BY CHISOM NWATU
The importance of estate planning took the spotlight recently and Nigerian women have been told that it is a vital aspect of contemporary society in the quest to secure their wealth, the future of their loved ones and ensure financial independence.
Funmi Ekundayo, chief executive officer, STL Trustees Limited, detailed this position in a presentation on “Women and Wills” at the maiden edition of the International Women’s Day celebration of the Society of Petroleum Engineers (SPE), Nigeria Council, tagged ‘SPE’s Women Leadership Lecture Series’.
Ekundayo said the stereotype that writing wills or any form of estate plan signifies negative emotion had made several people reluctant about it, although it is one of the most important ways one can secure the future of their loved ones.
“Obviously, no one wants to die. But the truth of the matter is that death does not give any warning. As unpleasant or as emotional as this subject matter might be, the reality is that everyone that is of adult age or that has started acquiring property or that has the responsibility for other people must start thinking about it. It usually takes a lot of courage to do this but having that peace of mind that your loved ones will not have to suffer or be stranded is the reason we are having this kind of discussion,” she explained.
Ekundayo noted that the popular mentality of people saying they will do it when they are old, or that estate planning is for the wealthy, is the single biggest misconception about estate planning that needed to be clarified.
“Everyone needs an estate plan irrespective of background, age, marital status, or income. For young families, an estate plan helps care for the children, per adventure anything happens to the parents. While for single older individuals it details health wishes should any harm or illness prevent you from making decisions for yourself,” Ekundayo said.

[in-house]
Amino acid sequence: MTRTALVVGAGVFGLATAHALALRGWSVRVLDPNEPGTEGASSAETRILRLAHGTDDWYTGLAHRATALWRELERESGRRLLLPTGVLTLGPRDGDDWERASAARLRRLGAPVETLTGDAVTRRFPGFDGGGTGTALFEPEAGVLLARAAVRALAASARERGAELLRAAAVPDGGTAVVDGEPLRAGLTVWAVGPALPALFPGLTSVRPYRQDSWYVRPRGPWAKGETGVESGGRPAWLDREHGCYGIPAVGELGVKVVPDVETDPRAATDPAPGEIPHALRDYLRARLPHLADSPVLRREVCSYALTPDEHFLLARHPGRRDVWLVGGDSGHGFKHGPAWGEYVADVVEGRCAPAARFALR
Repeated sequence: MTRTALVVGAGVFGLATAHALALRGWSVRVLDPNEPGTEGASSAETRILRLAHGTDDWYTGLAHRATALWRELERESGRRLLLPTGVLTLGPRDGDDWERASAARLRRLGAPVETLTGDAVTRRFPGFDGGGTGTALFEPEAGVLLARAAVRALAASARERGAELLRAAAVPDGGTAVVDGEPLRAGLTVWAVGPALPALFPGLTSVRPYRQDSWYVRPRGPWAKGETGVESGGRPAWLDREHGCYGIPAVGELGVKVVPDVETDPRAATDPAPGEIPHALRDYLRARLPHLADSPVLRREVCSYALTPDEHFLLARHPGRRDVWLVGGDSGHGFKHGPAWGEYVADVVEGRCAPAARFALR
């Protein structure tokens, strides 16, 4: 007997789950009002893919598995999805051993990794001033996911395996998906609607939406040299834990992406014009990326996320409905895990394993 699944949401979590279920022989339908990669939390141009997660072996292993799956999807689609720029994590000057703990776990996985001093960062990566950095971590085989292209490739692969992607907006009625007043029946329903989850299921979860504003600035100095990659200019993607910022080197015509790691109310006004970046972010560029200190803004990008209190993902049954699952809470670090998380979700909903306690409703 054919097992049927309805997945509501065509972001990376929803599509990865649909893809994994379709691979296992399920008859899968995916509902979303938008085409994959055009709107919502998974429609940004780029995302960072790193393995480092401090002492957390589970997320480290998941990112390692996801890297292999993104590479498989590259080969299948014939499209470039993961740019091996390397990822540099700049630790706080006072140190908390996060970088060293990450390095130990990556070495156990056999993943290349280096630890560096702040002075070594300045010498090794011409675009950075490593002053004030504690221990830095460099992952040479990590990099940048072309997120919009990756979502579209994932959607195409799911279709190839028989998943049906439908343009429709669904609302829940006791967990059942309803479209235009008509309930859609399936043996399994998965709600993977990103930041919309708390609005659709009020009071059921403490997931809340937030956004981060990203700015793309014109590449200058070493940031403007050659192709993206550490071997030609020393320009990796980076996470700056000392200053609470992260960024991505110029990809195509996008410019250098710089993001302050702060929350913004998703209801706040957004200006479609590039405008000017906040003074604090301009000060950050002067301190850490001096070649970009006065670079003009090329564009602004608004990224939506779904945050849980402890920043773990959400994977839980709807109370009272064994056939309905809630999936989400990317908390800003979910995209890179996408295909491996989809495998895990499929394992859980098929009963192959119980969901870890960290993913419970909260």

Estate planning entails the transferring of assets from one generation to the other through various legal tools, like wills, trusts, among others.
On some assertions and myths about having an estate plan, Ekundayo said: “There are many stories of siblings’ bitter squabbles in situations where there is no guidance of any type from a breadwinner that has passed on.
“Also, there are situations where several banks and other financial institutions have hundreds of dormant accounts and other forms of investments running into billions of naira belonging to deceased customers and clients. A lot of times when people refuse to have an estate plan, their families may, unfortunately, not even be aware that they have such wealth tucked away across different financial institutions.
“The issue of unclaimed dividends is also there. A lot of times when people refuse to have an estate plan, they leave such wealth with banks and companies where they have investments while their families struggle financially after the breadwinners are gone, not knowing that their breadwinners left something that could help them to continue to carry on financially with their lives. Then you should ask yourself if it is worth it to say “things will take care of themselves after I’m gone?” she said.
And on the notion or myth of being too young to have an estate plan, the CEO advised that it is better to write your will when you’re still young and mentally alert.
“The truth about life is that no one is promised tomorrow. It is better to write your will and plan your estate when you’re still young and mentally fit to do so,” she said, stressing that wills are more susceptible to being contested when there is any iota of indication that the testator lacked the mental capacity as at the time of writing a will or making other testamentary wishes.
Ekundayo affirmed that, “No one is too young to have a will or draw up an estate plan.”